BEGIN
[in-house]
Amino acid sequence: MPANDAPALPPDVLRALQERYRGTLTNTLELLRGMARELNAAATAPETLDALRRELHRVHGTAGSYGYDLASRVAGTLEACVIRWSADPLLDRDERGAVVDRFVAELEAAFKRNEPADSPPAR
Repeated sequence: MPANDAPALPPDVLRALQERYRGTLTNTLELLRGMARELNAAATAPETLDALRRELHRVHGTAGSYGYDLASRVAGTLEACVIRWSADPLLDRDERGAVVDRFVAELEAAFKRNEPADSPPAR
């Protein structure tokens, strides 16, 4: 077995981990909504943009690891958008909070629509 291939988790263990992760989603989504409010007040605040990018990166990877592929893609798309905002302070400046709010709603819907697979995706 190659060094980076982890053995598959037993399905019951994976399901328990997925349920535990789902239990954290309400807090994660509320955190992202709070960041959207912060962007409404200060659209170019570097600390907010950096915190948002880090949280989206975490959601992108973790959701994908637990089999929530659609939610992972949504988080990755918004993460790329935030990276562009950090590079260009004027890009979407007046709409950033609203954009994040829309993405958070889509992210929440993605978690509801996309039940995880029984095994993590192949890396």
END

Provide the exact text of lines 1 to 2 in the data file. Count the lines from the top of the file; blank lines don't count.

[in-house]
Amino acid sequence: MPANDAPALPPDVLRALQERYRGTLTNTLELLRGMARELNAAATAPETLDALRRELHRVHGTAGSYGYDLASRVAGTLEACVIRWSADPLLDRDERGAVVDRFVAELEAAFKRNEPADSPPAR